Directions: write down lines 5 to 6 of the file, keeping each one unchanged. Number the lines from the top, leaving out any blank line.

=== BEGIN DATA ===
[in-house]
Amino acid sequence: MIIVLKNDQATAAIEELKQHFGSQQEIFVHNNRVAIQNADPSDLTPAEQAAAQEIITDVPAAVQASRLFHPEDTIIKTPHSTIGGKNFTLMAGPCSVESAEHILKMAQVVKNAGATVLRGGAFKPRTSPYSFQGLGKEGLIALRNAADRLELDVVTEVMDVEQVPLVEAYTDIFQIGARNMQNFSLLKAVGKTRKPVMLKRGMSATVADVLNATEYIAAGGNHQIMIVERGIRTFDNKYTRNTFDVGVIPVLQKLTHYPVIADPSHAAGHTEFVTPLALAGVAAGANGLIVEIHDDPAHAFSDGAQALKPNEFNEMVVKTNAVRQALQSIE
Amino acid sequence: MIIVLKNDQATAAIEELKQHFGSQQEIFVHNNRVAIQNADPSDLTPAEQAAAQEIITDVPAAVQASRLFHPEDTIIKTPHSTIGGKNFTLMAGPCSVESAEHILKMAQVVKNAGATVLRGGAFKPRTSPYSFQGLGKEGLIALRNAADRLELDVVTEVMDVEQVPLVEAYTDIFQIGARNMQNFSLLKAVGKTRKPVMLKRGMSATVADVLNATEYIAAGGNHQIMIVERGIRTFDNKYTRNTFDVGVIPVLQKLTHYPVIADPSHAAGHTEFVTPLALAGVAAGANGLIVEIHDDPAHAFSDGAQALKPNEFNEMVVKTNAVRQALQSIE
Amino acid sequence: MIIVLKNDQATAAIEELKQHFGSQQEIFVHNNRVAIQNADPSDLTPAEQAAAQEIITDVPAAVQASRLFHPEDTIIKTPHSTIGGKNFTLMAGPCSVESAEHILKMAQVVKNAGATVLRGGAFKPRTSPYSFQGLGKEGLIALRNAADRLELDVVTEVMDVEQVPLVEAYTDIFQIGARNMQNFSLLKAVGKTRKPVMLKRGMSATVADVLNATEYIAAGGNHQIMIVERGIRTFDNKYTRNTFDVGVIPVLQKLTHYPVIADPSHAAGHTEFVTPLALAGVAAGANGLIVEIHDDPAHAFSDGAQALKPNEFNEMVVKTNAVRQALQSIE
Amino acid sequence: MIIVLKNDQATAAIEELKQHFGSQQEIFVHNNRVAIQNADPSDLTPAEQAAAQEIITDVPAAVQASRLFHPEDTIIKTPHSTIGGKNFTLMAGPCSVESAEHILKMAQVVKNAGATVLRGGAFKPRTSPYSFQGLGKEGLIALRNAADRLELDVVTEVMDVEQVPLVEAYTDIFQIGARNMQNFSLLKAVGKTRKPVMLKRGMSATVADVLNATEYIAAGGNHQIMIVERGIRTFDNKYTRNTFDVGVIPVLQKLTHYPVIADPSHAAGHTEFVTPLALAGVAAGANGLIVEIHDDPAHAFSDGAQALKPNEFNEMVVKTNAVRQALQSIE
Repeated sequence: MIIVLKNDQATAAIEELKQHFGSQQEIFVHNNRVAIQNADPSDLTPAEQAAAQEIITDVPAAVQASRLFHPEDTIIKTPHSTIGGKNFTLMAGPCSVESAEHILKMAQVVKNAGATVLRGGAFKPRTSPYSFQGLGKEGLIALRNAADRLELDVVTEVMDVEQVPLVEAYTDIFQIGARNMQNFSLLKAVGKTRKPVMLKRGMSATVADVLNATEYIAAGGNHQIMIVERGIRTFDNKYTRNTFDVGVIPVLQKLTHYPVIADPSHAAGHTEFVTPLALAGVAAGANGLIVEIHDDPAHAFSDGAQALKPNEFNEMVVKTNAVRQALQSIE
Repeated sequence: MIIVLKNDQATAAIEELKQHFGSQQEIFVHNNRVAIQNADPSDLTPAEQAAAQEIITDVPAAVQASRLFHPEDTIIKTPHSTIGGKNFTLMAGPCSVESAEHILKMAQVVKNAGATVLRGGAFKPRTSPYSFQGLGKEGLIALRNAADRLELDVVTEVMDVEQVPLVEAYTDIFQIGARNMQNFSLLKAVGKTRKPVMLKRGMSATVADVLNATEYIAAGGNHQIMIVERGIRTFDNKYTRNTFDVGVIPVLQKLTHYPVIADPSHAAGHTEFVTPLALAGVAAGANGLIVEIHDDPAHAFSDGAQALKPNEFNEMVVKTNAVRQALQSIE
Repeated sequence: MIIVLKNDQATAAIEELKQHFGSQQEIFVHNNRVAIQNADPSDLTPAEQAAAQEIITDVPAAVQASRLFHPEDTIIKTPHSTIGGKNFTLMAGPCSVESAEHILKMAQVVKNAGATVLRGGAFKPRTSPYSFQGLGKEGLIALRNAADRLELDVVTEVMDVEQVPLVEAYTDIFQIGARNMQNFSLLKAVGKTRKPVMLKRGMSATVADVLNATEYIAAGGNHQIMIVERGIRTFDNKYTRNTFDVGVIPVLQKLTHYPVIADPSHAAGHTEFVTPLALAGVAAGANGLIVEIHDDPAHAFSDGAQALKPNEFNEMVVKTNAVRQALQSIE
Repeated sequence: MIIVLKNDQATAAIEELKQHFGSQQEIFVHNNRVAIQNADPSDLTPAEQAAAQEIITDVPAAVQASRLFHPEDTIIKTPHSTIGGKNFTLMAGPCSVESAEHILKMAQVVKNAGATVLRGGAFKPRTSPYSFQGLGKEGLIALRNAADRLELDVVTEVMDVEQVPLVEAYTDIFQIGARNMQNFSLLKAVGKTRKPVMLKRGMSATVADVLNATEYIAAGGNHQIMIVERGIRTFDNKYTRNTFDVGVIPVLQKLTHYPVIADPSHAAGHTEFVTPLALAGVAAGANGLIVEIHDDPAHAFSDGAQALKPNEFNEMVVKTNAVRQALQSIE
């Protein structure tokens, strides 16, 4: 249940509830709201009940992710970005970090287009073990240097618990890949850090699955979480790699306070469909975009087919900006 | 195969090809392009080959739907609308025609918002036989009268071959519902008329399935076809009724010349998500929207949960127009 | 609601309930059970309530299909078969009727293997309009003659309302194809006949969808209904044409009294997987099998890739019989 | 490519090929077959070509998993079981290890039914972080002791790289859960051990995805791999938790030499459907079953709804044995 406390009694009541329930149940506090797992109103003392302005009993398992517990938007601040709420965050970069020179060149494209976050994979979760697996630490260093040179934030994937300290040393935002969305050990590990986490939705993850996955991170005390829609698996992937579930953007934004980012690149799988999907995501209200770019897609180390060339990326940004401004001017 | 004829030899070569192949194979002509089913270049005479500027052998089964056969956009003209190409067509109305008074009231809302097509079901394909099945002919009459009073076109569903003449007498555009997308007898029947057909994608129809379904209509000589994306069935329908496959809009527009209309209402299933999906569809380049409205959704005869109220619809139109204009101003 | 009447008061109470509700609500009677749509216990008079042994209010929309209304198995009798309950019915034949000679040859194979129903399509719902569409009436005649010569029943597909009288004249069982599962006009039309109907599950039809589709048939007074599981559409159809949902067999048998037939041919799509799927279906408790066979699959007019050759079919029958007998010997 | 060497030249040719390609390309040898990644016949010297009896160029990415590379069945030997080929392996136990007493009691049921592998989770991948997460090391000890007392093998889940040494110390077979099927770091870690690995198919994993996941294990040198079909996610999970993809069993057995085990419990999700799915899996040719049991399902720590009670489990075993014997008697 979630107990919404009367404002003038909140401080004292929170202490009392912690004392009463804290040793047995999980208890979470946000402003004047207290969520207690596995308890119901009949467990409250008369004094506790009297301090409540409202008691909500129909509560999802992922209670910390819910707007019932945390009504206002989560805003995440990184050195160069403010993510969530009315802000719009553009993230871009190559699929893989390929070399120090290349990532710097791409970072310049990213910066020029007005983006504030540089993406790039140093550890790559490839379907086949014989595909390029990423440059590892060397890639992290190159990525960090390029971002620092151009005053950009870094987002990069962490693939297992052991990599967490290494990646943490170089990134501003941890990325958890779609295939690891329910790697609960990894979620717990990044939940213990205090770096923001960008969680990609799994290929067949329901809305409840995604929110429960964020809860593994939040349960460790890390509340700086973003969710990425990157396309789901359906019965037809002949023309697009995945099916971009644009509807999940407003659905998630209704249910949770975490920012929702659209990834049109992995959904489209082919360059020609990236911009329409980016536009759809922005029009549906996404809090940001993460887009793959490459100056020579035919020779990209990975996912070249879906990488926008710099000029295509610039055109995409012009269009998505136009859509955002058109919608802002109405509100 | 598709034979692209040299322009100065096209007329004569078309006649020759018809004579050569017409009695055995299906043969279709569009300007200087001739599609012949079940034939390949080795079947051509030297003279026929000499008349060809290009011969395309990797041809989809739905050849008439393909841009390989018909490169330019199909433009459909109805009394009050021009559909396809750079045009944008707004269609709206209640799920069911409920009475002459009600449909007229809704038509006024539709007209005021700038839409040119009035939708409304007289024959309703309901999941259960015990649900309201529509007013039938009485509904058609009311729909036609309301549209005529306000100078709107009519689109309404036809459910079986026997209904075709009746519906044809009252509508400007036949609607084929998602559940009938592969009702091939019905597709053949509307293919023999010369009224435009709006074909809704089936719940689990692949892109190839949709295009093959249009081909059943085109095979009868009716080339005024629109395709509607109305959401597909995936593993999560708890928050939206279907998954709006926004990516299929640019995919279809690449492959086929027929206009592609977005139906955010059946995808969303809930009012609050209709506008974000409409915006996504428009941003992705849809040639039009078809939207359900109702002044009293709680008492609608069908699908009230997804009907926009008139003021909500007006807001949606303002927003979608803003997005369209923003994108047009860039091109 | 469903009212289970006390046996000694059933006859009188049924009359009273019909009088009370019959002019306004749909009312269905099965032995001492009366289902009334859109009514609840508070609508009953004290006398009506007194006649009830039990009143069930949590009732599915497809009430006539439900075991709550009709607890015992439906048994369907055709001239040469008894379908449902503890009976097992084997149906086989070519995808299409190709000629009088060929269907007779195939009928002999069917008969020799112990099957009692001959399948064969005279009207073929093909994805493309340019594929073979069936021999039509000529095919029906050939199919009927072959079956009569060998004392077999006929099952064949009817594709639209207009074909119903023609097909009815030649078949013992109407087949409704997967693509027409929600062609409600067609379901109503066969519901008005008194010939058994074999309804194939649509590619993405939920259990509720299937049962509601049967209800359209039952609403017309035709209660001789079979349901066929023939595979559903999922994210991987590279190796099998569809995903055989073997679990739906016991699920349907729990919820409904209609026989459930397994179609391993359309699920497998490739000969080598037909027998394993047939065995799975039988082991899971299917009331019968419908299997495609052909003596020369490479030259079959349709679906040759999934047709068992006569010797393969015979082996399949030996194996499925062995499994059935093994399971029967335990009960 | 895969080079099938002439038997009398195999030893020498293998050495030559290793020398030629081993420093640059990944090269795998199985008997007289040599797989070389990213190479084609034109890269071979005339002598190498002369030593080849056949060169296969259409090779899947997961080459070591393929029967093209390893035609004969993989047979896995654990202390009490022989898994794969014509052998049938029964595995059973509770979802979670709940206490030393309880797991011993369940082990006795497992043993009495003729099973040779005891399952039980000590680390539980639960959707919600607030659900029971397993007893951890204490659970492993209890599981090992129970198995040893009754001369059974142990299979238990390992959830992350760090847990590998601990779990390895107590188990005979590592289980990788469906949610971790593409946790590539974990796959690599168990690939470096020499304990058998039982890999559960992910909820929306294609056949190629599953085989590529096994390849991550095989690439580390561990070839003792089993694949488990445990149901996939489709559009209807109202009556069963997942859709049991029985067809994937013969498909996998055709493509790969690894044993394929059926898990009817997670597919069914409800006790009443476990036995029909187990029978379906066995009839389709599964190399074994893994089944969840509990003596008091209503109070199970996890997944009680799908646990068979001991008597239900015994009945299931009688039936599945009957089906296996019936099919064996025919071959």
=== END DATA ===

Amino acid sequence: MIIVLKNDQATAAIEELKQHFGSQQEIFVHNNRVAIQNADPSDLTPAEQAAAQEIITDVPAAVQASRLFHPEDTIIKTPHSTIGGKNFTLMAGPCSVESAEHILKMAQVVKNAGATVLRGGAFKPRTSPYSFQGLGKEGLIALRNAADRLELDVVTEVMDVEQVPLVEAYTDIFQIGARNMQNFSLLKAVGKTRKPVMLKRGMSATVADVLNATEYIAAGGNHQIMIVERGIRTFDNKYTRNTFDVGVIPVLQKLTHYPVIADPSHAAGHTEFVTPLALAGVAAGANGLIVEIHDDPAHAFSDGAQALKPNEFNEMVVKTNAVRQALQSIE
Repeated sequence: MIIVLKNDQATAAIEELKQHFGSQQEIFVHNNRVAIQNADPSDLTPAEQAAAQEIITDVPAAVQASRLFHPEDTIIKTPHSTIGGKNFTLMAGPCSVESAEHILKMAQVVKNAGATVLRGGAFKPRTSPYSFQGLGKEGLIALRNAADRLELDVVTEVMDVEQVPLVEAYTDIFQIGARNMQNFSLLKAVGKTRKPVMLKRGMSATVADVLNATEYIAAGGNHQIMIVERGIRTFDNKYTRNTFDVGVIPVLQKLTHYPVIADPSHAAGHTEFVTPLALAGVAAGANGLIVEIHDDPAHAFSDGAQALKPNEFNEMVVKTNAVRQALQSIE